Try a Little Harder – trying for a little of the southern white soul here.
Oh, I Wish You Knew – a beautiful ballad and reminiscent in it's sadness of David Ackles.
Fanta - The chord progression at the start sounds like Deep Purple's "Smoke on the Water" (a year before them) before the song moves into Eric Burdon and War territory. This one grooves and works well.
Heidi – More southern type soul …
This Thing I've Gotten Into – a sort of Neil Diamond groove here with some "risqué" lyrics.
A Little on the Heavy Side – more southern soul this time with some shades of 70s Blood Sweat and Tears.
Brighten Your Flame – southern gospel soul and in Delaney and Bonnie territory.
Give 'Em a Hand - quite a cynical song about a band in the music industry.
Montego Bay - the hit… it's catchy and quite an interesting song. Perhaps the first time calypso was used in a mainstream pop rock song. Belafonte and Johnny Nash had used the beats in their music but not in this pop rock setting. And think about it – the tuba is used as a bass and one of the hooks is whistled. The song ends with a couple of lines from Oh What a Beautiful Morning" from Oklahoma! Specifically the "everything is going my way" line. It certainly was at that stage. Odd but endearing.
A total surprise and a not a great album but a greatly underrated album …. I'm keeping it.
1970 Montego Bay The Billboard Hot 100 #8
1970 The Bobby Bloom Album The Billboard 200 #126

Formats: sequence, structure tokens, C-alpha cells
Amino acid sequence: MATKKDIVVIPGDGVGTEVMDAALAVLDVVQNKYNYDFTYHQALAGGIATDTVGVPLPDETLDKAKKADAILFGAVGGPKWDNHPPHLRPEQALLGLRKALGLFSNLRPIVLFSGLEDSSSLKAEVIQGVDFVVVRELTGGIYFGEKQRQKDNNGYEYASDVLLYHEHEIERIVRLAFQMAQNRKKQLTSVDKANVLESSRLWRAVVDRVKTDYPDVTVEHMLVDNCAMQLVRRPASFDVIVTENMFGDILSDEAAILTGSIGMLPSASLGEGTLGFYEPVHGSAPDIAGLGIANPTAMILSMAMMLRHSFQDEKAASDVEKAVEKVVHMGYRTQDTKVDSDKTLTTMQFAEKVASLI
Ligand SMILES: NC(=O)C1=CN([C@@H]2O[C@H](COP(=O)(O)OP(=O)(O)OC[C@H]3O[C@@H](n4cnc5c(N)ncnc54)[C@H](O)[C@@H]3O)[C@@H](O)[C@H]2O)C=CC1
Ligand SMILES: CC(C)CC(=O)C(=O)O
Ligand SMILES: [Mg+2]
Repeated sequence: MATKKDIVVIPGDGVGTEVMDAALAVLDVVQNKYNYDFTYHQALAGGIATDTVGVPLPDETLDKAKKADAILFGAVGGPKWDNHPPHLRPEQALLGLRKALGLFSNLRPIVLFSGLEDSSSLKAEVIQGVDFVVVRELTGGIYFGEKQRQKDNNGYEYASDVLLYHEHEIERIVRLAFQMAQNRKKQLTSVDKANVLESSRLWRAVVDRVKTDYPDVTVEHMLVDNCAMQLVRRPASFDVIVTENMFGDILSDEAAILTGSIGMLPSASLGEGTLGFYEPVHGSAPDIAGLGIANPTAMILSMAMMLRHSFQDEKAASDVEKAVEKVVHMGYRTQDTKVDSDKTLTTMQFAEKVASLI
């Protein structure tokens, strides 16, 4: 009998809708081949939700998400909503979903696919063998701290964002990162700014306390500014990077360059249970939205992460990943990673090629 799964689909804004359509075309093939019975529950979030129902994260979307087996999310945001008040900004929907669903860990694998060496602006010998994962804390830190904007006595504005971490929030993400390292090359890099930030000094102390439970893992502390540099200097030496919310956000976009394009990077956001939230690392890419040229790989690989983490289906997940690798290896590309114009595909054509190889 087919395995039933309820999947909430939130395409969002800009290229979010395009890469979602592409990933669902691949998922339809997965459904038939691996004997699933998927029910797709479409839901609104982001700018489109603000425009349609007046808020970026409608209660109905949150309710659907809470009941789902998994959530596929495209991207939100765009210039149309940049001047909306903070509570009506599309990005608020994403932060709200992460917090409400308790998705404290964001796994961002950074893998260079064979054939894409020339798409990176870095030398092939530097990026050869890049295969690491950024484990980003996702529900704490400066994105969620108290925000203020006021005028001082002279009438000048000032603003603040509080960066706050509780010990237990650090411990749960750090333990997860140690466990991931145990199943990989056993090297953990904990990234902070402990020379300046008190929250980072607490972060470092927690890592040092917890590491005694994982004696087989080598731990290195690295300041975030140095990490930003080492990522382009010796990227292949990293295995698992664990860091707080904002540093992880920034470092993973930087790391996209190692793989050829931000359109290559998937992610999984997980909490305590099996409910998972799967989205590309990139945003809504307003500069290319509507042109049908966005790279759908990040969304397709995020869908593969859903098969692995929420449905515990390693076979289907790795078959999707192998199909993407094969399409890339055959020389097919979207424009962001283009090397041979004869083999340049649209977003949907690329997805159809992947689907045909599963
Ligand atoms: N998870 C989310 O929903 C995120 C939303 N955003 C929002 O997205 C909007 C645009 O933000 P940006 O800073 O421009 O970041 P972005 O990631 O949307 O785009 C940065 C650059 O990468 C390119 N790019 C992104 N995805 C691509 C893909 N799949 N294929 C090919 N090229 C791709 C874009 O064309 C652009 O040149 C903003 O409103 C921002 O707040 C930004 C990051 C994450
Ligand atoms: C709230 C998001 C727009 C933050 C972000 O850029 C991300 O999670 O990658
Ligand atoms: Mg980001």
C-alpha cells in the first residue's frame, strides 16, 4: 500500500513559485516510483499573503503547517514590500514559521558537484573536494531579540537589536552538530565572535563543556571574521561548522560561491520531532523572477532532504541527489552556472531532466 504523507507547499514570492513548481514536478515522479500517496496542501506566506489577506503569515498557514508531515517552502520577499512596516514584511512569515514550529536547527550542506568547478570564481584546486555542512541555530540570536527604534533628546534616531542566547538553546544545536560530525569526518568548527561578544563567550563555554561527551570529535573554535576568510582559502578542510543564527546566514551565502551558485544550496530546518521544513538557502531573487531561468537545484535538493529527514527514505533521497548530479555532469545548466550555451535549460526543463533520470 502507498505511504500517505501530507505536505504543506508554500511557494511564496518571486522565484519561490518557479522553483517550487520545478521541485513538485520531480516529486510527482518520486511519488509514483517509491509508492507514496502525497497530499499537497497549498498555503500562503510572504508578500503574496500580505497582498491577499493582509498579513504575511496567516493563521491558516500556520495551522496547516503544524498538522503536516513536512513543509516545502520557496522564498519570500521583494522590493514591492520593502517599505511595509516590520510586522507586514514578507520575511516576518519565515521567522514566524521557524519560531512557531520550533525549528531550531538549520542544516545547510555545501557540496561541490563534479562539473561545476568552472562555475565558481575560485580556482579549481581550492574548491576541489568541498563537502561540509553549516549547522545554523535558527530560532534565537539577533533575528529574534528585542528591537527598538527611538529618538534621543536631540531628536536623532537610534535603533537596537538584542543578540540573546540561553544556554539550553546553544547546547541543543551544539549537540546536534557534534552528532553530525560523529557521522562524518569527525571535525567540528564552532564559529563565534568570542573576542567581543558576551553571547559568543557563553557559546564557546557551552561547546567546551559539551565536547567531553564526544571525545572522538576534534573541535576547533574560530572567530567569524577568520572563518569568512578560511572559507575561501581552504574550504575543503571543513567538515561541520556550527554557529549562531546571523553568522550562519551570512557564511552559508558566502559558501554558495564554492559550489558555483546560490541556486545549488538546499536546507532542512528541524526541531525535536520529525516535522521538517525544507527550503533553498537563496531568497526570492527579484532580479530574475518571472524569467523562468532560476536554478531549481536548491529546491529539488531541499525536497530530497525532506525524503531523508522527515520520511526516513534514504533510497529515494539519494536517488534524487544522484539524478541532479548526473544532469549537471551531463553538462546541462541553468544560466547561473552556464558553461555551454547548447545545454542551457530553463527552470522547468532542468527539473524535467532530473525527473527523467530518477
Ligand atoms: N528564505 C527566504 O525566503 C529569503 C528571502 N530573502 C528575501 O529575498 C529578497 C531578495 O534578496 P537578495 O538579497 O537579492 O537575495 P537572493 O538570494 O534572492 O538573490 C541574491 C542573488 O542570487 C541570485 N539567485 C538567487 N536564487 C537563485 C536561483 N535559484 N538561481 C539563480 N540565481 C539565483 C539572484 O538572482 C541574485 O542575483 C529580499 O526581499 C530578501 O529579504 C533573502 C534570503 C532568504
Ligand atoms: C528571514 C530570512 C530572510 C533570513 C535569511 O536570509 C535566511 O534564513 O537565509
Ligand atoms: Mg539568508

1970 Montego Bay #3
1970 Montego Bay #42 (re-entry)
1974 Heavy Makes You Happy #31
1970 Montego Bay #47 (2nd re-entry)
Heavy Makes You Happy (Sha-Na-Boom-Boom)
Bobby Bloom – Heavy Makes You Happy
Montego Bay -
Of the single
An interview between Jeff Barry and Don Charles of bubblegum-music.com :
Don Charles: Then, later on in the ‘60s, you collaborated with Ron Dante, Andy Kim, and Bobby Bloom. Bobby Bloom is one of the most underrated artists of that period. What do you remember about working with him?
Jeff Barry: Bobby and I were really great friends. As a matter of fact, when Bobby died, I got a call from AFTRA, the musician’s union. I never knew it, but I was his life insurance beneficiary. Bobby was a real character! Just a great guy, really, really bright, and really, really talented. He loved to write, he loved to sing, and he loved being in the studio, but he really didn’t love performing. Not that he disliked it, but he’d just as soon not. It wasn’t like he had to perform. He wasn’t coming from that place, \ which was really unfortunate. He was a great-looking guy, and the girls just loved him.
Don Charles: And what a singing voice he had! The album you did with him (The Bobby Bloom Album, L & R 1035) is fantastic. What instrument did he play?
Jeff Barry: He played guitar. He could play keyboards, too, somewhat, and was good on percussion as well, but mainly guitar. Bobby was the kind of a guy . . . he had this house in the Hollywood hills, he had a motorcycle, and a Porsche, and a car called Excalibur. Sometimes, he got really crazy! He once drove his motorcycle into his pool. But the Bobby Bloomness of it was, he left it there. He never took it out. It was like The Titanic – you could swim down to the wreck!
Don Charles: How did he die?
Jeff Barry: Unfortunately, he died of a gunshot wound. Somebody shot him, in a fight over a girl. It was crazy! He kicked down a door, and ran into the room, and the guy reached for a gun. I don’t think they ever found the guy.